Hands on with the Razer Phone 2

Razer announced its next-generation gaming smartphone today, the Razer Phone 2. The device is an improvement over last year's model in virtually every way, including the screen, the speakers, performance, and camera, and more.

Let's start with the screen, because that was one of the headlining features of last year's Razer Phone. Razer boasts that it has the only truly 120Hz touchscreen, and the Razer Phone 2 is the only device that's certified for both Netflix for HDR and Dolby Surround 5.1. It's pretty awesome.

The Razer Phone is on the left while the new one is on the right; the difference is clear. The colors are more vibrant, as it has a wider dynamic range.

Those are front-facing speakers that are tuned for Dolby Atmos. I spoke to Razer about this, because the trend in the rest of the market is to make bezels as narrow as possible, cutting out a notch for the camera. Razer is embracing the notch though, unwilling to make sacrifices to audio quality for a design trend.

Another thing that you won't want, especially when gaming, is false touches on the screen. You need a bit of bezel on the sides, as you don't want to accidentally touch something when you're not intending to.

The Razer Phone 2 is visually and audibly immersive, and it's a pleasure to use, but watching movies isn't the only reason for the display and audio quality. Surround sound is important because you might need to hear someone behind you in a shooting game. A high refresh rate on the display could save you valuable milliseconds in shooting that guy behind you.

The design has changed significantly from last year. Rather than a metal body with a green logo, it comes with a glass back and a Chroma RGB LED logo. You can set the Chroma logo to different colors or have it cycle, but it will also change colors for notifications.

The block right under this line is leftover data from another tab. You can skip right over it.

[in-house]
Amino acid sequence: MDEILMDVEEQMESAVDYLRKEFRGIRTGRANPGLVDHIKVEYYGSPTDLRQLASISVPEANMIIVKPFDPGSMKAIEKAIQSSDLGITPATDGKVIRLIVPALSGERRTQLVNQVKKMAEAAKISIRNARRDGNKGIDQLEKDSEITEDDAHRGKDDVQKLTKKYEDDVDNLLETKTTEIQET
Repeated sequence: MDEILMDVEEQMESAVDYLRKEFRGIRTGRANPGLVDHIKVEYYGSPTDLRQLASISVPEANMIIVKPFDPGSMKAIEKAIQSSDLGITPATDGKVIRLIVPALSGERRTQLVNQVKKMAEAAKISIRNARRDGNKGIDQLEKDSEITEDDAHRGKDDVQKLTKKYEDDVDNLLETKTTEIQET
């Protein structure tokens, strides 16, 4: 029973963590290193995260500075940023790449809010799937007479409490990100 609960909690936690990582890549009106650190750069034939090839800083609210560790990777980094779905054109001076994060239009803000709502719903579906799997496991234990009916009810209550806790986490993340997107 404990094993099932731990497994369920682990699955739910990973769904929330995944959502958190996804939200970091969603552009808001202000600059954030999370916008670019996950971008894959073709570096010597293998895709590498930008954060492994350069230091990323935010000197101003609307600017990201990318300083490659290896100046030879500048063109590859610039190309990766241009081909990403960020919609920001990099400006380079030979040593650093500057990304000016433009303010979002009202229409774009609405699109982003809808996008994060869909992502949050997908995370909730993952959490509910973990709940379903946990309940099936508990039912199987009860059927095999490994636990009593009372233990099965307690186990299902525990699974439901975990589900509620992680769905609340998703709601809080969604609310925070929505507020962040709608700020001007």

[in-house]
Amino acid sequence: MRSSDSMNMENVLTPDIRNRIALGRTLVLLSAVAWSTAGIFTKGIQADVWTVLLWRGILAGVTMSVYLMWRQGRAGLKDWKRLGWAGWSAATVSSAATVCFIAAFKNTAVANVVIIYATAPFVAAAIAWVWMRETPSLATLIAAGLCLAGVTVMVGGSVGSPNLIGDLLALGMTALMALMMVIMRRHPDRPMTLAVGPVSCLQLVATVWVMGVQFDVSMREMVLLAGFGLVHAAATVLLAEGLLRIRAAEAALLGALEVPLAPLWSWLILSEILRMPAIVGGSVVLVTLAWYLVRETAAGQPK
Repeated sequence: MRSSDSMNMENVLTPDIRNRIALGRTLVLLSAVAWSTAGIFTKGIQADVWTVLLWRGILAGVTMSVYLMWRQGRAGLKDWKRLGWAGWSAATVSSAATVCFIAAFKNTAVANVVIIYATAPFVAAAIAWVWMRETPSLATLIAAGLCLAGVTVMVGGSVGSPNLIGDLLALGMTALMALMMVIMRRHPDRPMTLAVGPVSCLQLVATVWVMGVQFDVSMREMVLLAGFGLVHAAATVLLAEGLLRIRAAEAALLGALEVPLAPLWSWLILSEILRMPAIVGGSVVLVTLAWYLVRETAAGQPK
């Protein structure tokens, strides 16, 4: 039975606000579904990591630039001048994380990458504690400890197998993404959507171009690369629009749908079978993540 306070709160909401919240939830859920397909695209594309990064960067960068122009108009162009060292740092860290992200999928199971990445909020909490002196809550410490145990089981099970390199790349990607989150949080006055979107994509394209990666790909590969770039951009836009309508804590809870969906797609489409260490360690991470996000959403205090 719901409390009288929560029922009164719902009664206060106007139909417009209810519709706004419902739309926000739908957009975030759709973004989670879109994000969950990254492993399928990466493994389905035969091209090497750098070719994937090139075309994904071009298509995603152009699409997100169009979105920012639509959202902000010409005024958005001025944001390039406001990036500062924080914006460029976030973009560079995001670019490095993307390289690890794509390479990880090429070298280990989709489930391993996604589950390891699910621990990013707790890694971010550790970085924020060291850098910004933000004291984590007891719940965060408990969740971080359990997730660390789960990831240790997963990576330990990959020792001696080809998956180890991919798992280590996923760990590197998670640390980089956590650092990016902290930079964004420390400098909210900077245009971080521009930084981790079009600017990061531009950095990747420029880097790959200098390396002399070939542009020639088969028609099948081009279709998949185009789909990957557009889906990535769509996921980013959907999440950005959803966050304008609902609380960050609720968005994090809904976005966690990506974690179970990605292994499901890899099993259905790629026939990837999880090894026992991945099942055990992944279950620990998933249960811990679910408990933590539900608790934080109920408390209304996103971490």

You can't preset colors for notifications, as it's set by an app's default color. For example, Outlook will change the color to blue, Teams is purple, and Gmail is red.

The other advantage of a glass back is wireless charging.

Razer's wireless charger also has Chroma, and those lights will also work with your notifications in the same way.

Of course, there are camera improvements as well. Razer told me that it understands that while this is a gaming phone, you're not just using it for gaming. It's still your personal smartphone, so the camera still matters. It has two 12MP sensors, one with a 2X zoom.

One camera feature that does help with game streaming is that the 8MP front camera now supports video capture at 1080p 60fps. This is a really rare feature, and the only other devices that I know of that capture any kind of 60fps video with the front camera are the iPhone Xs and Xs Max.

The Razer Phone 2 is awesome, and so far, I'd say it's one of the best phones of the year. Of course, I'll have to review it before I know for sure.

Before I wrap this up though, let's talk about the price of $799, which is $100 more than the original Razer Phone. This makes it one of the more inexpensive Snapdragon 845 devices on the market. On top of that, you get 8GB RAM and the immersive audio/video experience.

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